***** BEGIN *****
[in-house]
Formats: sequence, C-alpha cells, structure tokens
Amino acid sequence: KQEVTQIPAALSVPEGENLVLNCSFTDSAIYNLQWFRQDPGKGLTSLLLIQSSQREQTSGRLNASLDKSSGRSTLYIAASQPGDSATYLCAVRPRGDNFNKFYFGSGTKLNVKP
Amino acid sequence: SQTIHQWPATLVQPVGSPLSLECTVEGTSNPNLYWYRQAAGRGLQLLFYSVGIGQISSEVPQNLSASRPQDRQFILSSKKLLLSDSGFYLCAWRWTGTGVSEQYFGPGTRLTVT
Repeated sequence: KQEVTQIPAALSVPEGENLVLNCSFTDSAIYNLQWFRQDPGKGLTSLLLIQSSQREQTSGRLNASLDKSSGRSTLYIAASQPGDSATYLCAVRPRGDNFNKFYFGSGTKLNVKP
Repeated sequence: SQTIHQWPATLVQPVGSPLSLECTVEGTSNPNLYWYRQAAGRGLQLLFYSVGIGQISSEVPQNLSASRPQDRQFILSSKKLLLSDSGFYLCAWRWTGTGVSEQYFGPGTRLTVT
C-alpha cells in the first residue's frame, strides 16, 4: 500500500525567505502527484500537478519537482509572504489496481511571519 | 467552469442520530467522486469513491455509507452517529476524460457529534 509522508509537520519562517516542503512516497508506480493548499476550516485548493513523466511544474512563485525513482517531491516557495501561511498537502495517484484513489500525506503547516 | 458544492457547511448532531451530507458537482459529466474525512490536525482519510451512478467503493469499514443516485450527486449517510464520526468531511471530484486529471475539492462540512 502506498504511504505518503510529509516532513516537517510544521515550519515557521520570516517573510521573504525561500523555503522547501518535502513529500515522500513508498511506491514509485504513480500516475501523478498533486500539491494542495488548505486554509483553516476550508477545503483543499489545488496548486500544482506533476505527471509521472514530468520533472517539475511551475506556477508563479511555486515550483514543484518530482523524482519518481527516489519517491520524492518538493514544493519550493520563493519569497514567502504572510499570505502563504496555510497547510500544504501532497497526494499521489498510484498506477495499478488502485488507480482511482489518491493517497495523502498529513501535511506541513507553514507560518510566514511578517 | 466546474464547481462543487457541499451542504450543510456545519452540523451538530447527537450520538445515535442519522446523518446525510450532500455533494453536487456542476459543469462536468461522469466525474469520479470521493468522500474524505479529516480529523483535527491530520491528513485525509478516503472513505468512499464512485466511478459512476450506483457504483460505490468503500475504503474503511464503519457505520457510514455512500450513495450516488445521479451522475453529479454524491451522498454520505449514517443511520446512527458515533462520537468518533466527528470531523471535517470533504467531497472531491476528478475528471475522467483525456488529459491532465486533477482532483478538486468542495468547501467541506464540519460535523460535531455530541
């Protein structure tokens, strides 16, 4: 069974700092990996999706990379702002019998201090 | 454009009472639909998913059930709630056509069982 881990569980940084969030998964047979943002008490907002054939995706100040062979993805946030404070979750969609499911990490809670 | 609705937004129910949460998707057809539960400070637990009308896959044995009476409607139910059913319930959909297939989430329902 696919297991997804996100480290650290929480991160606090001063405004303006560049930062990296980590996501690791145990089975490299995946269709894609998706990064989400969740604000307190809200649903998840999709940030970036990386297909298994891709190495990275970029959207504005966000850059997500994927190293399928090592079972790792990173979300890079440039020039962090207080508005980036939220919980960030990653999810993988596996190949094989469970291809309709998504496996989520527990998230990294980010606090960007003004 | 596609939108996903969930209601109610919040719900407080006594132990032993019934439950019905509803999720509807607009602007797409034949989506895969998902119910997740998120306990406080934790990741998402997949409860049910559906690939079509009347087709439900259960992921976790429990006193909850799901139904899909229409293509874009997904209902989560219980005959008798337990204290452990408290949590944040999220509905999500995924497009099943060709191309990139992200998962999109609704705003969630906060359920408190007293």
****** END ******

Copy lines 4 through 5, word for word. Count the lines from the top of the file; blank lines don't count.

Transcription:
Amino acid sequence: SQTIHQWPATLVQPVGSPLSLECTVEGTSNPNLYWYRQAAGRGLQLLFYSVGIGQISSEVPQNLSASRPQDRQFILSSKKLLLSDSGFYLCAWRWTGTGVSEQYFGPGTRLTVT
Repeated sequence: KQEVTQIPAALSVPEGENLVLNCSFTDSAIYNLQWFRQDPGKGLTSLLLIQSSQREQTSGRLNASLDKSSGRSTLYIAASQPGDSATYLCAVRPRGDNFNKFYFGSGTKLNVKP